Luke Richardson is a sommelier who has worked in a range of venues across the UK in a career spanning more than 20 years. He is now wine buyer/cheese fanatic at IJ Mellis Cheese. In his column for SLTN he shares his thoughts on all things wine-related and answers your questions about wine. If you have a question for Luke email it to email@example.com
Hi again all.
Now that the smell of the summer is in the air, I thought I would talk about a great (and currently very fashionable) wine to tempt your punters with – Vinho Verde.
Until quite recently, this wine from the far north of Portugal was fairly non-descript – light, fresh, spritzy and cheap, but over the last 15 years or so it has started to become much more of a pleasant beverage, albeit slightly higher in cost.
Most of this change has occurred because of the success of Albariño just over the border in Rias Baixas in Galicia, Spain, which commands a much better price and has found worldwide success – really putting Spain on the map for white wines.
The areas surrounding Rias Baixas have all benefitted from this success, and Vinho Verde more than most.
Many grape varieties are allowed in the production of this wine, but I’ll concentrate on the top four – Alvarinho (Portuguese translation of Albariño) has a peachy and slightly peppery flavour, Loureiro gives soft textured pear fruit, Trajadura (or Treixadura in Spain) gives a floral note and Arinto is the main bulk grape used, giving the volatile acidity that leaves this wine with a little spritz on the tip of your tongue as you drink it.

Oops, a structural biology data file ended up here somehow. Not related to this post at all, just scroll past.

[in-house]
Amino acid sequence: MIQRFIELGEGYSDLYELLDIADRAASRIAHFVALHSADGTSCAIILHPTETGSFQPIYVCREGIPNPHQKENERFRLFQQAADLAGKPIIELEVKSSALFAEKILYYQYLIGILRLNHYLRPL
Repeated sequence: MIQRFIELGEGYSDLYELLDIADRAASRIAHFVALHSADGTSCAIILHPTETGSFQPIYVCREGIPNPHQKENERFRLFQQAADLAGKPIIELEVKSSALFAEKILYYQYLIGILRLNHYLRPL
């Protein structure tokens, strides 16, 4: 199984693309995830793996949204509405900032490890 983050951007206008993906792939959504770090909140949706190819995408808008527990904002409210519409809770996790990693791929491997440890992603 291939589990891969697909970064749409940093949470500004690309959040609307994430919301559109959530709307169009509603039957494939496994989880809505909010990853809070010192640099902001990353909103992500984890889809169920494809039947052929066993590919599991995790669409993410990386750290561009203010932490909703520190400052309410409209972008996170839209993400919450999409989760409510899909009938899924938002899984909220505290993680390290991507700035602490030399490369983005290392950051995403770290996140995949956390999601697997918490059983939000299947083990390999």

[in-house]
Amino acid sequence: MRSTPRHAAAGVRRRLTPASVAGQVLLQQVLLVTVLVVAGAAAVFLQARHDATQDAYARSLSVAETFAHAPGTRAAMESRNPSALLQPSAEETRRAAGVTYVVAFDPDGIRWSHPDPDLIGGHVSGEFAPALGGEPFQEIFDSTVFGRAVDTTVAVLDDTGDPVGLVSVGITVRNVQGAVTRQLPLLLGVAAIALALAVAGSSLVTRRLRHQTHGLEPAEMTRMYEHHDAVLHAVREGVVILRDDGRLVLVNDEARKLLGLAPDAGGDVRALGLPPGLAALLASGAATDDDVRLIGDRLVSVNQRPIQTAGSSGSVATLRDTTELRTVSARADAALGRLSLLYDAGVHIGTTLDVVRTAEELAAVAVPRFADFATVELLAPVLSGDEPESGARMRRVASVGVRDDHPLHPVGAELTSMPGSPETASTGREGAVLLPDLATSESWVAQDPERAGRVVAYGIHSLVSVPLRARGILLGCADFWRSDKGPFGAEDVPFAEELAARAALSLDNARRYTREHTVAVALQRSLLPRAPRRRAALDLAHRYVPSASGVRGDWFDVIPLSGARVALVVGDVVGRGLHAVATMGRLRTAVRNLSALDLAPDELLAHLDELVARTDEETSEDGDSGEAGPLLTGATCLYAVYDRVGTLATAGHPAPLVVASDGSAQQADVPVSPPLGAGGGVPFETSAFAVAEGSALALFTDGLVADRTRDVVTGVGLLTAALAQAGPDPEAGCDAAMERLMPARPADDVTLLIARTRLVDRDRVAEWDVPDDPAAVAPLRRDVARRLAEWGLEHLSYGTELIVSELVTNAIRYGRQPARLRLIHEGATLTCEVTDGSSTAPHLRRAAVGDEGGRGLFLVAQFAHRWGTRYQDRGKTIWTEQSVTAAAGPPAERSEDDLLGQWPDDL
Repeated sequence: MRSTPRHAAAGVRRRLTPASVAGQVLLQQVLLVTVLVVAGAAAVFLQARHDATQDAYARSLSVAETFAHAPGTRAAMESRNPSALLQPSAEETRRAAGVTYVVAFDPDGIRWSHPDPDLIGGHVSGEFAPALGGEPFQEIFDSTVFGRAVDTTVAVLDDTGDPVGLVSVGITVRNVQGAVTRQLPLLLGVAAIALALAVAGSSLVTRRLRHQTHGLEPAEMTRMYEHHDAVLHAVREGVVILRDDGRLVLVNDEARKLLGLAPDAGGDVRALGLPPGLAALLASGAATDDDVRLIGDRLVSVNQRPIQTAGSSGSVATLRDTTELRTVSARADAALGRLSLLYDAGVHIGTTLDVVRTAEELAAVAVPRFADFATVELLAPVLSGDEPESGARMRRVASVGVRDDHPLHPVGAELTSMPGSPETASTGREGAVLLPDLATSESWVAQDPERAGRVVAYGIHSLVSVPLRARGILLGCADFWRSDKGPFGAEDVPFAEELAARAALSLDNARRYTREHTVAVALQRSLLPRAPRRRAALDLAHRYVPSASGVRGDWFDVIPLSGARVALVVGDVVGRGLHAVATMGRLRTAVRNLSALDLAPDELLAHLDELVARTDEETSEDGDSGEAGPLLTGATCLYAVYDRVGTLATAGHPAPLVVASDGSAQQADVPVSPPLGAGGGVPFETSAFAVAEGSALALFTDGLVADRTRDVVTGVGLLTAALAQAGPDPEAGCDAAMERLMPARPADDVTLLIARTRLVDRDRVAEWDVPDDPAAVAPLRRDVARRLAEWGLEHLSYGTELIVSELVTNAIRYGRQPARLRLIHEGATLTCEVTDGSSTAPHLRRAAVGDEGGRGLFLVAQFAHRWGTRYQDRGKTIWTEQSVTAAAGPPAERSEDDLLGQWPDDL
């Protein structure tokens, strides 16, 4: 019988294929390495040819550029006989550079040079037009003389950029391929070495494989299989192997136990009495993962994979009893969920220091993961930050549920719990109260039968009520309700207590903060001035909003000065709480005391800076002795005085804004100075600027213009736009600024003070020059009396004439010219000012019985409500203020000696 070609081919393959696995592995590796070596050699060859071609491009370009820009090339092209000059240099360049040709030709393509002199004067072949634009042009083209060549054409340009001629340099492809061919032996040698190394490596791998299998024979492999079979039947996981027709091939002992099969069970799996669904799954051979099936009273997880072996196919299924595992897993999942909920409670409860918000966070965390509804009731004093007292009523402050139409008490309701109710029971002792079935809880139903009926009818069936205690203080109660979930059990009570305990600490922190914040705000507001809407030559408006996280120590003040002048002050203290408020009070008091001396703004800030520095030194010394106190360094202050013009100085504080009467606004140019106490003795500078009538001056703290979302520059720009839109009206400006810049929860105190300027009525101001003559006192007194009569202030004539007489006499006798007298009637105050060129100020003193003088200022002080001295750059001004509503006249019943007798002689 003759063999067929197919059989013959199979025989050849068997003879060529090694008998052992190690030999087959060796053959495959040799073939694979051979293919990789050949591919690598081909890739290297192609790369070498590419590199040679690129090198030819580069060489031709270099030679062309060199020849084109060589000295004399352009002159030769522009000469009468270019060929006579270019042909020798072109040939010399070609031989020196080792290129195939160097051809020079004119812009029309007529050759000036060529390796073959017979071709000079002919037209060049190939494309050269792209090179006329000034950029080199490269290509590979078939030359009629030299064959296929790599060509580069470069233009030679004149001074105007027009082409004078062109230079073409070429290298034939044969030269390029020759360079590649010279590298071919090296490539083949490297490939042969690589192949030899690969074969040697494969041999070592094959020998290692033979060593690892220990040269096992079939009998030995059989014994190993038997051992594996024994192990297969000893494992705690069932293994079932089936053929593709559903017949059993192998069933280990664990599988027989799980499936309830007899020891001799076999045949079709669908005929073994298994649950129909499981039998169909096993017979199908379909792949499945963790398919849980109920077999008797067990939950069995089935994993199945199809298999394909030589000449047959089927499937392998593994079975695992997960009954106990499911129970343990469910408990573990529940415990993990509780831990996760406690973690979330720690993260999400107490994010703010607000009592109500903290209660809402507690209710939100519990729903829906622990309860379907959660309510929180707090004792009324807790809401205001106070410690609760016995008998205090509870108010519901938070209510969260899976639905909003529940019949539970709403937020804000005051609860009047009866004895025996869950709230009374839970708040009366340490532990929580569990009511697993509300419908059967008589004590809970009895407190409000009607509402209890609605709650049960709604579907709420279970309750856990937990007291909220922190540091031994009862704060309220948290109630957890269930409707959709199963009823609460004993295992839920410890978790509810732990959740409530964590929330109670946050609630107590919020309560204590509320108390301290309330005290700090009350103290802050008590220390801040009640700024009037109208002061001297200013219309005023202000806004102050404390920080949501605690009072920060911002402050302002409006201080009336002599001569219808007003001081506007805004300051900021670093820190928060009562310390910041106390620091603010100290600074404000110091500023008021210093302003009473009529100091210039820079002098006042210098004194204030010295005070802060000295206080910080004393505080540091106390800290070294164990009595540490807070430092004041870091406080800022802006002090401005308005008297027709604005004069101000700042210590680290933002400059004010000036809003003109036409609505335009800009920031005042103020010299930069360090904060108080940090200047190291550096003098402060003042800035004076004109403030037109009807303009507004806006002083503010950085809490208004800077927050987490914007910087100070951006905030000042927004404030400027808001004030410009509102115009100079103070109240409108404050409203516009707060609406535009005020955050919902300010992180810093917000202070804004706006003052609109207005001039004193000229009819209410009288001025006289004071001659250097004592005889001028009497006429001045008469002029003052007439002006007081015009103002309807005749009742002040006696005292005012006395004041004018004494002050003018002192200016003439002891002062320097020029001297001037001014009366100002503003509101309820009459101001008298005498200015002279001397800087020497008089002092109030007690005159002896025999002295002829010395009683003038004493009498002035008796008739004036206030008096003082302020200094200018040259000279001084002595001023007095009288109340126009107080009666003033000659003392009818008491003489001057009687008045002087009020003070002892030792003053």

As I mentioned, the price has increased as the producers have started to use more of the higher quality grapes, but it still offers really good value for money. You can find a pretty good one for around £6.50/£7 ex vat – which in today’s market isn’t a huge amount of cash for something truly delicious.
Another good aspect of this style of wine is that, along with being light and fresh and refreshing, it is also normally quite low alcohol at around 11% ABV, which fits nicely into another ongoing trend, and means your guests are more than likely to order another glass!
There are many different flavour profiles to Vinho Verde nowadays, but my favourite are wines made with a high proportion of either Alvarinho or Loureiro, or both.
Predominantly Alvarinho-based wines are a bit peachier, and a little more linear than the fleshy, pear-fruited Loureiro-based wines, but they offer really great value for money and are marginally better with seafood.
But I prefer the slightly softer fruited Loureiro-based wines. They’re meant to have the touch of spritz to them, by the way – it comes from very high volatile acidity in the wines – but as the wines age in bottle the spritzy nature subsides. Unusually, it is the very youngest wines that you want to sell out, so try to get the 2022 vintage if possible.
These are quite hedonistic wines, not to be mulled over but instead designed to be quaffed with friends and lots of little plates of food – and, most importantly, very easy to sell!
Until next time, happy Vinho Verde-ing!